1. It only measures the delay between the action and the start of handling that action.
  2. It is dependent on user interaction.

The first item there is important because FID is not a measure of how long the handling of the event takes. We’re only interested in the delay when the main thread is blocked while doing something else and cannot start processing that interaction. The second item listed above is also important, because it means we cannot lab-test FID. We need real users to interact with our application to get FID values.

FID graphic showing good and bad threshold times. From https://web.dev/fid/

Due to FID requiring user interaction, we cannot measure it using scanning tools. For those tools, Total Blocking Time is a roughly equivalent metric, as it looks at the amount of time that the main thread was blocked during page load. In order to get real FID values, you will need to use a tool that can gather data from real users. We’ll dive into measurement tools at the end of this post.

Causes of slow FID usually stem from work being done on the main thread. Reducing this work can reduce the delay in processing interaction handlers. 3rd-party JavaScript can also cause problems and reducing the use of it can help improve FID.

Stability

One of the most frustrating experiences on the web is layout shift. You load up a page and are reading an article, but then an ad or something above where you are loads in and pushes the content down. Layout shift can range from mildly annoying to absolutely infuriating. It can also be damaging if buttons with critical or dangerous functionality are jumping around as the page loads.

Cumulative Layout Shift, or CLS, is the metric used to quantify layout shift. CLS is the measure “…of the largest burst of layout shift scores for every unexpected layout shift that occurs during the entire lifespan of a page”. There are two key takeaways from that definition. The first is that we are looking at bursts of layout shifts. Single elements appearing can be problematic, but it’s worse if there’s a constant stream of changes to the page. The second is that we are looking for unexpected layout shifts. If the user clicks a button and the page changes, that is not unexpected. If the user is doing nothing but reading and the page changes, that is a problem.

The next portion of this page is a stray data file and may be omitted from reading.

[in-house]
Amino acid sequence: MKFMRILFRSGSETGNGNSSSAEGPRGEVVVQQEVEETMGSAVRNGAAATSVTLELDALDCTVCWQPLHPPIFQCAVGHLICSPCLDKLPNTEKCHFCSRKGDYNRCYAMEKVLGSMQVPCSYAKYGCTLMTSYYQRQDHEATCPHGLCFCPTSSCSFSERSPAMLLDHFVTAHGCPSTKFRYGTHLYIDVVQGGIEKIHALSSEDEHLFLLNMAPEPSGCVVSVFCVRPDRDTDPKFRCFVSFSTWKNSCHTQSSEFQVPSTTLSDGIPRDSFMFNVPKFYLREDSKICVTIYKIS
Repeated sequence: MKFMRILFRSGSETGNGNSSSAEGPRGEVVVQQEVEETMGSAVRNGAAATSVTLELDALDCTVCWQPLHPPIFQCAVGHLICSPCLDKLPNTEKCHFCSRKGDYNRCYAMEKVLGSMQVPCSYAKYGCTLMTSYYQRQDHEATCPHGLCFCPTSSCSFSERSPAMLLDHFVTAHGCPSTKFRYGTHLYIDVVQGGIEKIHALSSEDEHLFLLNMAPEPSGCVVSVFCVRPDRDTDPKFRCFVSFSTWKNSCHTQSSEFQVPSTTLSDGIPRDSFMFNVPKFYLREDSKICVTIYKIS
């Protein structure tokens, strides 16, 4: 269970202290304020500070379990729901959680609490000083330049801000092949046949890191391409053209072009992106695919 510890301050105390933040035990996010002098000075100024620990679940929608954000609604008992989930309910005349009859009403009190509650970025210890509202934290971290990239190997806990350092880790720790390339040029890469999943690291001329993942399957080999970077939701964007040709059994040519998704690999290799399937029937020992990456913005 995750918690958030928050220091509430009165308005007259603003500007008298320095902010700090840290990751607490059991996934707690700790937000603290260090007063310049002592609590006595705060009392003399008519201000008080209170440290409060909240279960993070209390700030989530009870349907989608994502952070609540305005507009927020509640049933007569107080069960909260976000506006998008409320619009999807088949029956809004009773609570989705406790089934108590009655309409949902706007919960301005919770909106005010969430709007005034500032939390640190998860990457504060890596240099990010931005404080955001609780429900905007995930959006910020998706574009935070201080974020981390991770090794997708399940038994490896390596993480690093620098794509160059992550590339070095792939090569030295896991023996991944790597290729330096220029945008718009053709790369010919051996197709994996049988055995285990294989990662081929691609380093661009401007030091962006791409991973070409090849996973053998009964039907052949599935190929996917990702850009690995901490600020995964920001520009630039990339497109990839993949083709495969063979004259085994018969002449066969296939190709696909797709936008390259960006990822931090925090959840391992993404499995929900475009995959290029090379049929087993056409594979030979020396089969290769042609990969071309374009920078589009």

CLS graphic showing good and bad threshold scores. From https://web.dev/cls/

The actual scoring algorithm for CLS is complex, and you can read more into the details here. A score of 0.1 or less is good and indicates little to no unexpected shifting. Anything over 0.25 will be disorienting to the user and should be fixed.

Common causes of layout shift include images (and other media) that lack size attributes. Without sizes defined in HTML, images cannot be allocated space on the page before the browser begins downloading the file. Adding these basic size attributes can easily fix many instances of layout shift.

Measuring Core Web Vitals

There are several ways to measure and track Core Web Vitals for your site.

  • PageSpeed Insights is a tool by Google that can scan your site for performance issues and suggest fixes. It also uses data from the Chrome User Experience Report to give you real user data from the last 28 days.
  • You can access the Core Web Vitals report for your site in the Google Search Console. You do need to verify your ownership of the site, but you can also get more historical data this way.
  • The web-vitals JavaScript library can be used to record Core Web Vitals data directly from your site. It’s up to you how (or if) you record the data returned from the library, but it does give you real user data for every user of your site or application.
  • The Web Vitals Chrome extension can be used to view the Core Web Vitals of a page in real-time and is very useful for measuring while the application is under development.
  • Scanning tools, like WebPageTest and Lighthouse, can be used to gather performance metrics. These tools can even be automated and run periodically. But they cannot measure FID due to the lab environment, and thus can only report TBT, which does correlate strongly with FID but is not a full replacement.